Trial of Kosovar Police Officers Begins

news 17-Jun-2023 Europe

Despite appeals from the EU and the US, Serbia has initiated proceedings against three Kosovar police officers who were arrested on Serbian territory. The Serbian prosecutor's office accused them of illegal possession of weapons.

The tensions between Serbia and Kosovo continue to escalate. After the arrest of three Kosovar police officers on Serbian territory, Serbian prosecutors have initiated proceedings. The prosecutor's office accused them of illegal possession of weapons and explosives, according to a report by the state-run Serbian broadcaster RTS.

Appeals to Serbia

The US, EU, and other Western countries appealed to both sides to take de-escalatory steps after the arrests. "They were either abducted or drifted into Serbia without intending to," said US special envoy for Southeast Europe, Gabriel Escobar. "They should be unconditionally released."

The NATO-led peacekeeping force KFOR called on Pristina and Belgrade to "immediately reduce tensions and refrain from unilateral actions that could lead to further escalation." KFOR controls the border and border crossings between northern Kosovo and Serbia.

Different Accounts

Kosovar Prime Minister Albin Kurti accused Serbia of abducting the police officers. He reiterated that the three officers were abducted on Kosovo's territory. Serbian special units of the police and army had penetrated deep into Kosovo's territory.

Kurti had already criticized KFOR on Thursday for not issuing an official statement on how to deal with the three police officers. In response to the arrests, he also announced strengthened border controls and restricted traffic from Serbia.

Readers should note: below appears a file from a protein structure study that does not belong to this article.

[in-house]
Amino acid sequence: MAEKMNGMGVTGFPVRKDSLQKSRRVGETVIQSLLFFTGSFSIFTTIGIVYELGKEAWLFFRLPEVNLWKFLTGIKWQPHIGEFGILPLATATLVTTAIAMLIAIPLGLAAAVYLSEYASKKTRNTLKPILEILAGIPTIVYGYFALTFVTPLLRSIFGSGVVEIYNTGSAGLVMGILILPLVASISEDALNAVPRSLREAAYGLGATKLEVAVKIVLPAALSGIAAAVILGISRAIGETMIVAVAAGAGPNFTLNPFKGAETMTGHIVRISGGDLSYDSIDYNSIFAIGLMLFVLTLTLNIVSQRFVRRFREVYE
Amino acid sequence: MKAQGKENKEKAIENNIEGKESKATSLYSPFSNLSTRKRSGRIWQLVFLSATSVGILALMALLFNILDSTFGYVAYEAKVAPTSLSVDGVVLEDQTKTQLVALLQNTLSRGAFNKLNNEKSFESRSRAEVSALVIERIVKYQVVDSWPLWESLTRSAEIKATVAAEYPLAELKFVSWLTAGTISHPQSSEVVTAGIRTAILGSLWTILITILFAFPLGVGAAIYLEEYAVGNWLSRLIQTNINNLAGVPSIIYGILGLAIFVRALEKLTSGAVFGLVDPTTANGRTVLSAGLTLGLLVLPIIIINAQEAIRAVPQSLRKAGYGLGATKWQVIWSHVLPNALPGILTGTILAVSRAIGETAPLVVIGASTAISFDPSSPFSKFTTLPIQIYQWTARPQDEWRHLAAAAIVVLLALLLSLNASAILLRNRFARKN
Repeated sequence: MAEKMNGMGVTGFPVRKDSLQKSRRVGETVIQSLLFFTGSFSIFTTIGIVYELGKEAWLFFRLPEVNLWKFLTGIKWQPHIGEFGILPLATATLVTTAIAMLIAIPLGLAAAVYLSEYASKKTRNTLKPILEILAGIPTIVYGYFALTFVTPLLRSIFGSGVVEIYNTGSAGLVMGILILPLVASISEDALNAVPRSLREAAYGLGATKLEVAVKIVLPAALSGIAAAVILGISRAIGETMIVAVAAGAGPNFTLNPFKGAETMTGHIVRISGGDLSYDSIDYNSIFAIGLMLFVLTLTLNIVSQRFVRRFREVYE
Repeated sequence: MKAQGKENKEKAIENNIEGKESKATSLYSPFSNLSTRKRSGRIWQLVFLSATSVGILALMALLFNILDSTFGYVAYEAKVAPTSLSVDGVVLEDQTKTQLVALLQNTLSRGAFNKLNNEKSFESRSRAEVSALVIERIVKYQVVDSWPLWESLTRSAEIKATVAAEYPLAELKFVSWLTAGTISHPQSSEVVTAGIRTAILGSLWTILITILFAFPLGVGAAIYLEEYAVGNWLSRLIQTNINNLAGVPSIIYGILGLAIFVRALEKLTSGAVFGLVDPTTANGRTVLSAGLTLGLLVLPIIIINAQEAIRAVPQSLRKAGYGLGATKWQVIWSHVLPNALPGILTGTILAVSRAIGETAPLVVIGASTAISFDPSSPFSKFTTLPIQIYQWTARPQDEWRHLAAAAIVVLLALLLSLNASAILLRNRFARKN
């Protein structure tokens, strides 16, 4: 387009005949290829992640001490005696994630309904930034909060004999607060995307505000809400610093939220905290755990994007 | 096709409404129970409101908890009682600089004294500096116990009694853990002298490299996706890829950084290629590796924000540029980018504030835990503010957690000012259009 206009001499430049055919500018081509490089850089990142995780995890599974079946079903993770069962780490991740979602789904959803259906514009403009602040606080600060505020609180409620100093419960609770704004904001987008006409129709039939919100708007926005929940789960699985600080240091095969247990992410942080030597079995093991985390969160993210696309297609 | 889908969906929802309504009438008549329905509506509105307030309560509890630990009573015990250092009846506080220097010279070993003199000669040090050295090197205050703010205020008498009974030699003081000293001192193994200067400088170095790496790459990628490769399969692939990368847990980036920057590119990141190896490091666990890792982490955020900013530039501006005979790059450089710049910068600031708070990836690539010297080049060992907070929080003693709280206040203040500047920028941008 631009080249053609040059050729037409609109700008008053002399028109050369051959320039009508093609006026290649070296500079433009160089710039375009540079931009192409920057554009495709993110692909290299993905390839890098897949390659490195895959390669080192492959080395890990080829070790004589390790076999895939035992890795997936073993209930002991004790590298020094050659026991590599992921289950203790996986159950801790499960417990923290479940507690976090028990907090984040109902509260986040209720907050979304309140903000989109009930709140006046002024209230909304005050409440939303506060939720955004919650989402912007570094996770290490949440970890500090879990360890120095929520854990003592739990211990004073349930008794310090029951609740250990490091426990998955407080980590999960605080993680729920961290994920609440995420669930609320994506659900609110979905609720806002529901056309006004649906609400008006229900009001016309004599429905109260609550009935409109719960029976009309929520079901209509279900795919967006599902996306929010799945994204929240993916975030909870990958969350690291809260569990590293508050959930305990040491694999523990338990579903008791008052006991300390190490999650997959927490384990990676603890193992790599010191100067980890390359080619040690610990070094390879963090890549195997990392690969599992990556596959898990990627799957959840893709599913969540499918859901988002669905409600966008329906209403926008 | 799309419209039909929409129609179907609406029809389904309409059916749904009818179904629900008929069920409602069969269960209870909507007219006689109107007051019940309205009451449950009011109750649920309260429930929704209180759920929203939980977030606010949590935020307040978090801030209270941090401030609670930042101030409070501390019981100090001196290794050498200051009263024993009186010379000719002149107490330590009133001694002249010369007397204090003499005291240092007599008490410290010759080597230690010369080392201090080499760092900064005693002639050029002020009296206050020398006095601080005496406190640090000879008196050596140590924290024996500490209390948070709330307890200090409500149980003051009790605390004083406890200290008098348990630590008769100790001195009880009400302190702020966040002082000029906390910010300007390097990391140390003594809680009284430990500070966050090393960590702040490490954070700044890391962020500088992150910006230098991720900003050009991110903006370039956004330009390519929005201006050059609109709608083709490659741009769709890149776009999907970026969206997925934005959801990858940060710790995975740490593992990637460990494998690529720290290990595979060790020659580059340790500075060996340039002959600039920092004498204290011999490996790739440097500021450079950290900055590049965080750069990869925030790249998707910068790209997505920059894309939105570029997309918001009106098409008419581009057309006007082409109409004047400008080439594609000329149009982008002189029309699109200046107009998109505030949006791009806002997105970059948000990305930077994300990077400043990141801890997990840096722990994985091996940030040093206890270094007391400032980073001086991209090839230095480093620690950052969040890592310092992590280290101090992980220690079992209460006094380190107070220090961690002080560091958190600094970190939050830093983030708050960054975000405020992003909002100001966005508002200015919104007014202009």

Serbian President Aleksandar Vucic denies the accusations and said instead that the Kosovar police officers were arrested on Serbian territory. He claimed that they were armed with submachine guns and that they were planning a terrorist attack. He described Kosovo as a "quasi-state."

Tensions Mounting for Months

At the end of May, violent Kosovo Serbs attacked NATO-led KFOR troops. Dozens were injured on both sides. The trigger for the conflict was the appointment of Kosovo-Albanian mayors who were elected in elections boycotted by Kosovo Serbs on Belgrade's instructions.

Kosovo declared independence in 2008. Serbia does not recognize Kosovo's independence and demands the return of its former province. Almost exclusively ethnic Serbs live in northern Kosovo, while almost exclusively ethnic Albanians live in the rest of the country.

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